The Way to the Western Sea: Lewis and Clark across the Continent

The Way to the Western Sea: Lewis and Clark across the Continent

The Way to the Western Sea: Lewis and Clark across the Continent

The Way to the Western Sea: Lewis and Clark across the Continent

Synopsis

Critics have called David Lavender a "master storyteller" ( Library Journal), his prose "virile, disciplined, yet personal" ( New York Times), and his book "a balanced, learned, and lively history of an epochal human exploit" ( Choice). Lavender sets the stage with a lucid account of the imperial rivalries between England, Spain, France, and the United States, and their role in Thomas Jefferson's decision to sponsor an expedition that might strengthen the young country's claims to lands it had purchased but never seen. Lavender then takes us through the steps that led to the selection of Meriwether Lewis and the Corps of Discovery's leader with William Clark as coleader. From there, the great adventure story unfolds and we follow Lewis and Clark and their company on their journey through vast, uncharted territory as they seek a transcontinental route to the Pacific. From its inception to its conclusion- a triumph made bittersweet by Lewis's suicide only a few years later- we witness the trials, the surprises, the natural wonders, and the successes large and small that the expedition met with day by day over the course of two years and thousands of miles. The result is a true classic of adventure writing and a marvel of historical storytelling.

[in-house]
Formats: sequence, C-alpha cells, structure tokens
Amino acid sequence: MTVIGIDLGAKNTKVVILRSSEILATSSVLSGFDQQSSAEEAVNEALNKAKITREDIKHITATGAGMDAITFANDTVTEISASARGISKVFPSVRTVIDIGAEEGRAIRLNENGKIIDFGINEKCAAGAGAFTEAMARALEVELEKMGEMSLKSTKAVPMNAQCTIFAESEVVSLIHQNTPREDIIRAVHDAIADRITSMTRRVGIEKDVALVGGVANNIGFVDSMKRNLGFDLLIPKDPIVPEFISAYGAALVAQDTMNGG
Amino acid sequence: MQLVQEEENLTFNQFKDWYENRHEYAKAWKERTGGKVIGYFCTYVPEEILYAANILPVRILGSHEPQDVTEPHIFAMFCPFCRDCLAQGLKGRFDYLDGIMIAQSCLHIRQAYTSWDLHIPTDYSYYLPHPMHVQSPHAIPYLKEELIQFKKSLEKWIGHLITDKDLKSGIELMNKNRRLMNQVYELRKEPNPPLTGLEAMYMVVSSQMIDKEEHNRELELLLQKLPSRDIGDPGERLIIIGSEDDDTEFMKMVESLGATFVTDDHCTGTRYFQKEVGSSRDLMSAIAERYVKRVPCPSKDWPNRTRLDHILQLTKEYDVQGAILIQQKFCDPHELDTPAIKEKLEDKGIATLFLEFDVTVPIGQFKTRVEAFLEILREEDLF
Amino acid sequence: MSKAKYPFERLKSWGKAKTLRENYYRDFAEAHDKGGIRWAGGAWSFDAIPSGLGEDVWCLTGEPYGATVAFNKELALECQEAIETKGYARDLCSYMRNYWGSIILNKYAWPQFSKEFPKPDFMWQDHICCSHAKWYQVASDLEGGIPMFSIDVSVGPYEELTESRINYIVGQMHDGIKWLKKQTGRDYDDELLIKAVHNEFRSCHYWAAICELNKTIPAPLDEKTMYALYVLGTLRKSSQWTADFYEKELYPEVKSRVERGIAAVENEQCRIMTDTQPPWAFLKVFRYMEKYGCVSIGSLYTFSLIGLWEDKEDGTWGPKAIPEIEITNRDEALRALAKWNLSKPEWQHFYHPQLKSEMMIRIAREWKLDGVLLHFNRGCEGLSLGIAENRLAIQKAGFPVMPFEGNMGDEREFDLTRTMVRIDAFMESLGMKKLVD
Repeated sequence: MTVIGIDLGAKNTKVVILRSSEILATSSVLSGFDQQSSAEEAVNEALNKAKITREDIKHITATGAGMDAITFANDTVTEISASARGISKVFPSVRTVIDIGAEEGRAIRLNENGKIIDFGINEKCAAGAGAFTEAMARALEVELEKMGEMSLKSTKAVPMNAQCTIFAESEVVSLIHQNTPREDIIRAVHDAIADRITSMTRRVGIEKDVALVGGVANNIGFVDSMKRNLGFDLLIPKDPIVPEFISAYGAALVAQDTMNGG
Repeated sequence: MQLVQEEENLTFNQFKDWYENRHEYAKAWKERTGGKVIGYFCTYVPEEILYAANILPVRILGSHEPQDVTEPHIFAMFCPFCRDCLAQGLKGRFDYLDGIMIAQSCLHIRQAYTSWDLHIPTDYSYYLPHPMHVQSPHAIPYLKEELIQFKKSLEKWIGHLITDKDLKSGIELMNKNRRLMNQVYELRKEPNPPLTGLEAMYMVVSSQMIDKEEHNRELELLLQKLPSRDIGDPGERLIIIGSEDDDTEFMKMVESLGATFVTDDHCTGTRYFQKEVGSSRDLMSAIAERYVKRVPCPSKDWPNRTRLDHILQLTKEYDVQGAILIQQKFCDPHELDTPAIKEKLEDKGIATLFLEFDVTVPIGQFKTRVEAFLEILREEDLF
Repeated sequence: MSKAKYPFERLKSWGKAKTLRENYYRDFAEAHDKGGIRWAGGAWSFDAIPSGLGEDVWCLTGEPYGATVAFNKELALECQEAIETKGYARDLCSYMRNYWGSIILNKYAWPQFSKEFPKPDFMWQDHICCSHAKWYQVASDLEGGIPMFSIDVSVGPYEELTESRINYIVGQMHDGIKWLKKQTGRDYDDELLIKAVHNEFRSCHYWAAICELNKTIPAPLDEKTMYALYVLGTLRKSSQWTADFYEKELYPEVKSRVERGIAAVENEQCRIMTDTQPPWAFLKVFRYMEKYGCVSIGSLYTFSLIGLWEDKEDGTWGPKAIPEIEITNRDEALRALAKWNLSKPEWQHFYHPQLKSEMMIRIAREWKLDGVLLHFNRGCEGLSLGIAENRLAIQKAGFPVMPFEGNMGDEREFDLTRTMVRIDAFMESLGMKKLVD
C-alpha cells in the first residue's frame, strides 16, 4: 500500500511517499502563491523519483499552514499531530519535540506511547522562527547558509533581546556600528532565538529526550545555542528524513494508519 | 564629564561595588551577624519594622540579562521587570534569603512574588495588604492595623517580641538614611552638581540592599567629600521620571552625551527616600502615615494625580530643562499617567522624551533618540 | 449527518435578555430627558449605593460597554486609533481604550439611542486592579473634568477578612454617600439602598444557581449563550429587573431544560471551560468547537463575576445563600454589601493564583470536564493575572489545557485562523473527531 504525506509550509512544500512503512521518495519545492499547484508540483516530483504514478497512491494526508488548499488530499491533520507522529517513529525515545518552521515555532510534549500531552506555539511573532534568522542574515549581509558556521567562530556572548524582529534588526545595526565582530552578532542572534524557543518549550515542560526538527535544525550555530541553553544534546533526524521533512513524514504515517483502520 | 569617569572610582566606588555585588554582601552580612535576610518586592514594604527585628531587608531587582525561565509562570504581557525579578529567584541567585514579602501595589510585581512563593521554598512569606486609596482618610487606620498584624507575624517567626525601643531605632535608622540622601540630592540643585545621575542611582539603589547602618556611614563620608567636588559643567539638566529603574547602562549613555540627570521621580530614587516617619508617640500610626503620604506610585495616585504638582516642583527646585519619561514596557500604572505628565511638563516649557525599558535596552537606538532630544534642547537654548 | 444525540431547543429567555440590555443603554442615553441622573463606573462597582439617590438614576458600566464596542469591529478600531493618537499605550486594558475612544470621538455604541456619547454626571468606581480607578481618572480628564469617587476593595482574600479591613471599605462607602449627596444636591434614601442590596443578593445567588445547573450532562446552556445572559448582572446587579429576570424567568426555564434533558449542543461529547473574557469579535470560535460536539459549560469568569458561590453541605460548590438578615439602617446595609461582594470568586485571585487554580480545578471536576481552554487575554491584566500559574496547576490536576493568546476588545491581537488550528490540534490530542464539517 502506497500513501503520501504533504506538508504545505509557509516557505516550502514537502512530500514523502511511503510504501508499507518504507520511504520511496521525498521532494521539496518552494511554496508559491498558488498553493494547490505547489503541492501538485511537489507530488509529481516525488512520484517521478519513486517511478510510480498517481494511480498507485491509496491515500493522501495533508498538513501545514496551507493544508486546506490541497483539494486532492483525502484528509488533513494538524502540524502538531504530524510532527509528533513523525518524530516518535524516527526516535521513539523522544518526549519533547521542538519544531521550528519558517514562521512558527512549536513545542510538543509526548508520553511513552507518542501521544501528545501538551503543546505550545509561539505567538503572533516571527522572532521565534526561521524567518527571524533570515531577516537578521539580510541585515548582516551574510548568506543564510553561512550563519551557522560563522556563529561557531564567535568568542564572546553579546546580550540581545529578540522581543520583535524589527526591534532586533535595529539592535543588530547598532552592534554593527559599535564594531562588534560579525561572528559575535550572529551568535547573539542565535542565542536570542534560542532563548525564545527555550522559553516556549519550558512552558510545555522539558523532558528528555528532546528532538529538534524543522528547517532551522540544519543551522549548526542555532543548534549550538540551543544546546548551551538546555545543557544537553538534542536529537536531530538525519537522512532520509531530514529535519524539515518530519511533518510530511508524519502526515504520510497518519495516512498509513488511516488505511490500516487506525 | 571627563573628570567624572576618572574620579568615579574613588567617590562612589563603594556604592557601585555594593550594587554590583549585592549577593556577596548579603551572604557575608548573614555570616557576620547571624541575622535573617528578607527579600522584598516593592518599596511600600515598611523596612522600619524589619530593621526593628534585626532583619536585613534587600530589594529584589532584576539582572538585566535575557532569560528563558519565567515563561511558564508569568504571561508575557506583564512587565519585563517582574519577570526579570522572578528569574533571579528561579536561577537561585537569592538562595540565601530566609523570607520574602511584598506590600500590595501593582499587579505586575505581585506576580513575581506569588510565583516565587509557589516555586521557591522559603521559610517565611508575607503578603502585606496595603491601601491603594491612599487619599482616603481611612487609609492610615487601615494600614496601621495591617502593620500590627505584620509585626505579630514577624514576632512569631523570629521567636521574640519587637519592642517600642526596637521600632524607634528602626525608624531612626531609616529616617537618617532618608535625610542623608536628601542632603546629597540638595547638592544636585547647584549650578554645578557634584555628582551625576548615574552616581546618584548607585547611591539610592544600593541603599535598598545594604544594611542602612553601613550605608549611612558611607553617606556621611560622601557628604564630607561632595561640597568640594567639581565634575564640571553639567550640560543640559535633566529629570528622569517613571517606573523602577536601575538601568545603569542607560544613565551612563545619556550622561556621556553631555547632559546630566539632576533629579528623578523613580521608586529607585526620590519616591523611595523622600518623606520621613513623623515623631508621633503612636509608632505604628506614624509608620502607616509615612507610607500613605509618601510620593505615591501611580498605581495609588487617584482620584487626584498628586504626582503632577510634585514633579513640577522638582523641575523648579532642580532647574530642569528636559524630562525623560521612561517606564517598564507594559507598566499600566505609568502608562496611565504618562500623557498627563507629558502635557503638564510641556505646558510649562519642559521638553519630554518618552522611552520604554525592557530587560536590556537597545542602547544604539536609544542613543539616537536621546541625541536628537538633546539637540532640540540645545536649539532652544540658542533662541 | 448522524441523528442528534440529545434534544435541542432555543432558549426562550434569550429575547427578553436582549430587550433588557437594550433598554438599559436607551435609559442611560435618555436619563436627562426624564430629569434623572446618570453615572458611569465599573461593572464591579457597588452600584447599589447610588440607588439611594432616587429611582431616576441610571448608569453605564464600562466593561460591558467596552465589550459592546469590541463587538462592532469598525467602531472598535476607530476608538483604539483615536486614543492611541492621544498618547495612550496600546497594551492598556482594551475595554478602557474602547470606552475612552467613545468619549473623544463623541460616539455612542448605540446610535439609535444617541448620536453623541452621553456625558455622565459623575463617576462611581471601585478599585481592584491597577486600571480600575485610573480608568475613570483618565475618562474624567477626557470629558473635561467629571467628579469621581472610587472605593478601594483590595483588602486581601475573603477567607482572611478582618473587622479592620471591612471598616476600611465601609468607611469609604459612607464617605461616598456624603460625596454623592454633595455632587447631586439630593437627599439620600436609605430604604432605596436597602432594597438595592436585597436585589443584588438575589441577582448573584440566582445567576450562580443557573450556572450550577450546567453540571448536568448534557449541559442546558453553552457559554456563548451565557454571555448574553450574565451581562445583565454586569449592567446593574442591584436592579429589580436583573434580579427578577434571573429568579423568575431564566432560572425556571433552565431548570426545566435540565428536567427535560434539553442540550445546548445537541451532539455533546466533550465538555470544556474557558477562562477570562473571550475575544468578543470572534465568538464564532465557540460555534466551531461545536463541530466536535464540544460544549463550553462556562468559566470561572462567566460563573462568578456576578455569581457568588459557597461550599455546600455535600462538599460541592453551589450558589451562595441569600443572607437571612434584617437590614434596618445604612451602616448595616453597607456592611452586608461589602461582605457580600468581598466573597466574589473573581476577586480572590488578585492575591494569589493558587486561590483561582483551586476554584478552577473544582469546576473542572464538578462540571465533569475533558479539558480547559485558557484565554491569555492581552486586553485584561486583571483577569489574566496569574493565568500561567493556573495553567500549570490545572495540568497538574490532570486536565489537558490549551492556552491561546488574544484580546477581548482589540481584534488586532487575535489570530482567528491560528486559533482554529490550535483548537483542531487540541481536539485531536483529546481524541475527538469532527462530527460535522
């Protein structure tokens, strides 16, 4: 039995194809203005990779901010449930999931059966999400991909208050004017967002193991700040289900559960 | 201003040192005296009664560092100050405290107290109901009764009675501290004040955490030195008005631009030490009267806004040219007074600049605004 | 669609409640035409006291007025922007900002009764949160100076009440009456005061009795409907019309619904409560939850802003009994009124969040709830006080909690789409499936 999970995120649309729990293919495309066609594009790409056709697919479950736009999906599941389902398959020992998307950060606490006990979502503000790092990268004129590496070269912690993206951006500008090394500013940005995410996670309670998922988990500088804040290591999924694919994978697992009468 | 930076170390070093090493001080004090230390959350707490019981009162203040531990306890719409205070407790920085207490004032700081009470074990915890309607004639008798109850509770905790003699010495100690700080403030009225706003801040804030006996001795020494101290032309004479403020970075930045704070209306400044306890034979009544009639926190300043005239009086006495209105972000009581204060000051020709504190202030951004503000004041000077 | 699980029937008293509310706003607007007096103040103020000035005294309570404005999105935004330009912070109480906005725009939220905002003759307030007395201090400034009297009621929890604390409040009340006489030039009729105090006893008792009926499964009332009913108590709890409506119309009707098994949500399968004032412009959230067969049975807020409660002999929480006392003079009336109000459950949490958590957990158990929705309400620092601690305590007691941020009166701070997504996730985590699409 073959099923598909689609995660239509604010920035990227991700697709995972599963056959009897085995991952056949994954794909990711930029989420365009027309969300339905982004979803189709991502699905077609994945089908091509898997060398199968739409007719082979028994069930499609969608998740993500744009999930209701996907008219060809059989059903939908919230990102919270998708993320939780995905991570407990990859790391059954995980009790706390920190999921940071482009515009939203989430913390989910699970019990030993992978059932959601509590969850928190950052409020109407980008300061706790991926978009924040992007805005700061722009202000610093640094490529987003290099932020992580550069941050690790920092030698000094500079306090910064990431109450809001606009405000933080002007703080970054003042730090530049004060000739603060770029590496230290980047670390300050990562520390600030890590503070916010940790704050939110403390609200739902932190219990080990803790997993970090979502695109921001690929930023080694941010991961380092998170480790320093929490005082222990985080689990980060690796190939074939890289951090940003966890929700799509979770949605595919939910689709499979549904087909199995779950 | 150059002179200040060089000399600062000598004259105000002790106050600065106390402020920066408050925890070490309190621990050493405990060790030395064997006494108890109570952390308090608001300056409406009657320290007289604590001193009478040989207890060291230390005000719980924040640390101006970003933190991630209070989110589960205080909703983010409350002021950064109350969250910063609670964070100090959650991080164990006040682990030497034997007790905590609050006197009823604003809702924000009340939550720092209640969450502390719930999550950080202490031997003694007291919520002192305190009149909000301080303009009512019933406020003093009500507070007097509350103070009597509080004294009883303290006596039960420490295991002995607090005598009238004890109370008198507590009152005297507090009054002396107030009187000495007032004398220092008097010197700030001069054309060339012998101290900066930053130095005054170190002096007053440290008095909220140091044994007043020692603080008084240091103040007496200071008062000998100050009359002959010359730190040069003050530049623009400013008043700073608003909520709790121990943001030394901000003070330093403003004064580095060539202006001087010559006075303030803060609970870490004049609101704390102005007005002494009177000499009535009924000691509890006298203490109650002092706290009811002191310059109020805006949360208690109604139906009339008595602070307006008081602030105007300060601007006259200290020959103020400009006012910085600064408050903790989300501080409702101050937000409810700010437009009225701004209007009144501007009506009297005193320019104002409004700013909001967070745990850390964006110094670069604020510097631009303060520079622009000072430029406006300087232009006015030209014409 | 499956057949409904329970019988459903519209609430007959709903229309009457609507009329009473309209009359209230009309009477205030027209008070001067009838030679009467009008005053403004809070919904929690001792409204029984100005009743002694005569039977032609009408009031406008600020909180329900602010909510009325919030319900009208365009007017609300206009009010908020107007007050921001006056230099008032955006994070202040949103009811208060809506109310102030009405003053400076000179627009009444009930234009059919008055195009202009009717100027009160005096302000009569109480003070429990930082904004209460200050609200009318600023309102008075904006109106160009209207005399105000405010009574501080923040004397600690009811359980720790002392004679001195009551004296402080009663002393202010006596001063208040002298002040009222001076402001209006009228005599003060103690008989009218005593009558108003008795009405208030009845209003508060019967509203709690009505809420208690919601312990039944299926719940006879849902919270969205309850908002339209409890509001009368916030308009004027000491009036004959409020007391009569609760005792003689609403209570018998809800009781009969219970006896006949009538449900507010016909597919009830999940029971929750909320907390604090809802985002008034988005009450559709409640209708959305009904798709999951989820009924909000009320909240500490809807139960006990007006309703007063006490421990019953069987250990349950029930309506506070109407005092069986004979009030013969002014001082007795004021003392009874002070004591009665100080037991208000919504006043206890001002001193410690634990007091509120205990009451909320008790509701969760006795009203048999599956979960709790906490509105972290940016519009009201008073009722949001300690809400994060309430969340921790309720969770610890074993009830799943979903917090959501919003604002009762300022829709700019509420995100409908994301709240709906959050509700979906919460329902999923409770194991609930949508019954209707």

Excerpt

Luck! It began for Captain Meriwether Lewis, paymaster of the First Infantry Regiment, United States Army, when he reached his regimental headquarters in Pittsburgh on March 5, 1801, after a rough trip from Detroit, and found in his mail a letter from Thomas Jefferson, recently elected president of the United States.

His thin, long-nosed face must have shown his mingled delight and astonishment. Jefferson needed a private secretary with unusual qualifications. "Your knolege of the Western country," he wrote, "of the army and of all it's interests and relations have rendered it desirable for public as well as private purposes that you should be engaged in that office."

Pay would be five hundred dollars a year. Not much even then, but Lewis could retain his rank as job insurance and save living expenses as a member of the president's household. Now, that was exciting! Lewis, who was given to quick exhilarations and, balancing them, occasional deep depressions, dashed off a boastful note to an army friend—he would now be in a position to "inform you of the most important political occurrences of our government or such of them as I may feel myself at liberty to give" —and then wrote a more circumspect letter to Jefferson accepting the appointment. After settling his accounts, he requisitioned three fresh horses, one for riding and two for packing, and shortly after March 10 started for the new federal city of Washington. It was a miserable trip. Flat gray skies, leafless trees, the plop-suck, plop-suck of . . .

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